Youth and Digital Technology in Egypt

According to Ali and El-Sharnouby, Youth in Egypt has increased in population but during the era of Hosni Mubarak, this majority populous was marginalized. At first, in 1981, the youth were seen as productive forces but due to the NDP’s failure to implement any policies, significant amounts of this youth group could not get steady employment causing them to continue living dependent upon their parents. With this frustration and other factors, Egyptian youth were the catalyst and heart behind the fall of Mubarak, mobilizing the populous. Post revolution, these young people failed to recognize that they had to focus on the realism of their situation, “realities of drug abuse, religious extremism, poor-quality education, unemployment, sexual frustration…”(Ali and El-Sharnouby, 90). Ali and El-Sharnouby argue that the “We are all Khaled Said” movement is responsible for driving the Revolution in on the 25th of January. But the movement failed to identify and even discuss other socio-economic youth issues prevalent during the context of that period.

Not only did these youth’s serve as a tool for these revolutions and social movements, but so did the emergence and continued development of digital technology, specifically social media. This can cause digital co-option which is getting followers to gravitate towards one particular argument, discussion, discourse, aim, etc, while alienating others in the community by using “slogans, incidents, and cultural symbolism in their mobilization strategies”(Ali and El-Sharnouby, 92).

The Facebook page for WAAKS is a good example of this digital co-option, using Khaled Said is a martyr and unifying figure, to shift awareness towards other victims of Emergency Law. Khaled Said was not only part of the youth but a man of middle-class background whose death transformed him into the ultimate saint.

What I find immensely intriguing was Khaled Said’s influence by black American subculture including language, clothing and anti-police views. While this didn’t affect his activism its important to recognize these marginalized groups and how culture can thread them together.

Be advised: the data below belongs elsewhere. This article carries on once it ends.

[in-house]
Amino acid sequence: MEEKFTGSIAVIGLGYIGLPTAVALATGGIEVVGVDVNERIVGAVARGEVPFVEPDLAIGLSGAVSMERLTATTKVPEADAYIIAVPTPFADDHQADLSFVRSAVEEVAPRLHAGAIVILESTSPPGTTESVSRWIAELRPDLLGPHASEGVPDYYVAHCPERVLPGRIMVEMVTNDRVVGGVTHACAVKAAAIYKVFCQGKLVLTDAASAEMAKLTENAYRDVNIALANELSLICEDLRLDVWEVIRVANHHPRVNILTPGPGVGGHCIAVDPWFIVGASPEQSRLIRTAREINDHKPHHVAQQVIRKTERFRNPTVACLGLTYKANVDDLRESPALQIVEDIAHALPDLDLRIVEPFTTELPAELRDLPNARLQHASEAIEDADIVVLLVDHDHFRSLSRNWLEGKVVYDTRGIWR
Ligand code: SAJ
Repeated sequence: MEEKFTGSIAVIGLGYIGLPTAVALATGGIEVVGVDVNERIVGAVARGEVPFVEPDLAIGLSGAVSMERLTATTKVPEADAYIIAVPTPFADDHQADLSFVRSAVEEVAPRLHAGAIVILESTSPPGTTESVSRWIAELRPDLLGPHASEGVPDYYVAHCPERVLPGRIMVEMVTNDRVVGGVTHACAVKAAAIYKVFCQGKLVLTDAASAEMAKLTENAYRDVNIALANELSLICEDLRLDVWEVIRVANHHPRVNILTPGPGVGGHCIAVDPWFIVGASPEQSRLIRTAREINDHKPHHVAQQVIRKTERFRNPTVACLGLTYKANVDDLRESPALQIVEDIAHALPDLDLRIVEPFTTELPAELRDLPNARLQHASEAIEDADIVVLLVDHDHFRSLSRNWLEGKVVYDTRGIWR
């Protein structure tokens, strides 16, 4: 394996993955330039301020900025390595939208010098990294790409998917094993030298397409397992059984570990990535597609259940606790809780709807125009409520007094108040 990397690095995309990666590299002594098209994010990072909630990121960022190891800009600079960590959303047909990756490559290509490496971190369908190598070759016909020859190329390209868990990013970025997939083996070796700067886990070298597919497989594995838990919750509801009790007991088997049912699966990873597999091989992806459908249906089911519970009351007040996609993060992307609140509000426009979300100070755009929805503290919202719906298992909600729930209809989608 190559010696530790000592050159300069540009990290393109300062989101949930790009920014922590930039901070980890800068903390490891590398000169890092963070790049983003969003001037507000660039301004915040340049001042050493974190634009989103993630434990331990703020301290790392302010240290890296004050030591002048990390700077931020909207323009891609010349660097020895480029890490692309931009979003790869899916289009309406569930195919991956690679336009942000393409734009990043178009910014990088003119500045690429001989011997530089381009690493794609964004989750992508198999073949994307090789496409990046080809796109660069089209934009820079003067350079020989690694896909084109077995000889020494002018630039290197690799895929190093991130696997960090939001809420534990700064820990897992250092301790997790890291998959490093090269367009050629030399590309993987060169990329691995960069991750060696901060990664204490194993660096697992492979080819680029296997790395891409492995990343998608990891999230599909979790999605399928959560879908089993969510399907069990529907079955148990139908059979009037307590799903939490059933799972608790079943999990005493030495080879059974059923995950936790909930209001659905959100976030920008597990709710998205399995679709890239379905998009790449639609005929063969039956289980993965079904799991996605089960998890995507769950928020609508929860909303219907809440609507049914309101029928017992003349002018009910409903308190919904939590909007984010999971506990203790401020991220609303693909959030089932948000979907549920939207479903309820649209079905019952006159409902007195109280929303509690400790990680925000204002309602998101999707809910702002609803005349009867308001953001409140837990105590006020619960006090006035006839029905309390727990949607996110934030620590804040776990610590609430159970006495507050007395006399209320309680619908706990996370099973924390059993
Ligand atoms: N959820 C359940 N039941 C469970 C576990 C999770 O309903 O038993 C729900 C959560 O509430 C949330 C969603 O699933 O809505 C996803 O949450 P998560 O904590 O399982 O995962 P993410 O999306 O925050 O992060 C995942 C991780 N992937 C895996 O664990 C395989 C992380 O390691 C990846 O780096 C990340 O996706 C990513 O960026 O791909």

Black American subculture and Egypt’s youth have perceptions painted onto them with judgement and disdain and yet they can help to empower one another through culture, language and style. I recognize, in the implications of this movement, various aspects that connect back to the United States and our social movements.

Ali and El-Sharnouby state on page 98 “This form of denial about ‘ourselves; as a society reinforces the syndrome of victim blaming. A woman is blamed if she is harassed; she is accused of wearing ‘unsuitable clothing’…just as a youth who takes drugs is perceived to deserve what he gets from the police.”

I can’t help but thing of Black Lives Matter and the perpetual, systemic and undeserved violence against Blacks in America. Police brutality over no crime or perceived petty-theft crime has become extremely common and life-threatening.

In conclusion, digital activism by specifically the  youth, assisted by the saint-figure of Khaled Said on Facebook, helped to mobilize efforts on January 25. The construction of Facebook pages, digital technology in general, and its connection to activism and ability to mobilize efforts is not only outstanding but proven to be successful, as studied in the WAAKS movement.

 

KhaledSaidcartoon

Youth and Digital Technology in Egypt

2 thoughts on “Youth and Digital Technology in Egypt

  1. sanasayedi says:

    Shaina I agree with a lot of the points you’ve made. What I liked in particular was how you tied the social campaign to the blacklivesmatter social media campaign to raise awareness on police brutality. I also like yourself found it interesting that Khaled Said seemed very influenced by African American culture, listening to rap and his general views on life and views on police. To the eyes of Egyptian authorities he seemed like an average thug who thrived off the ideas of 2pac and other rapper influence. He was like you mentioned another kid caught between something much greater than himself and his death was ultimately the last straw for many Egyptians.

    Like

  2. I agree with how not only youth are able to mobilize a movement,but the resources such as digital media is an advantage for them. Khaled Said was used as a icon figure for the campaign, thus became a role-model like figure due to his middle class status. It was interesting to read about his flaws and see how they were over looked due to his horrific death. I`m not saying he was horrible or anything, instead I appreciate how organic he was. He wasn’t the perfect youth, he was just a youth. I found your connection to Black Lives Matter interesting and accurate with the points made.

    Like

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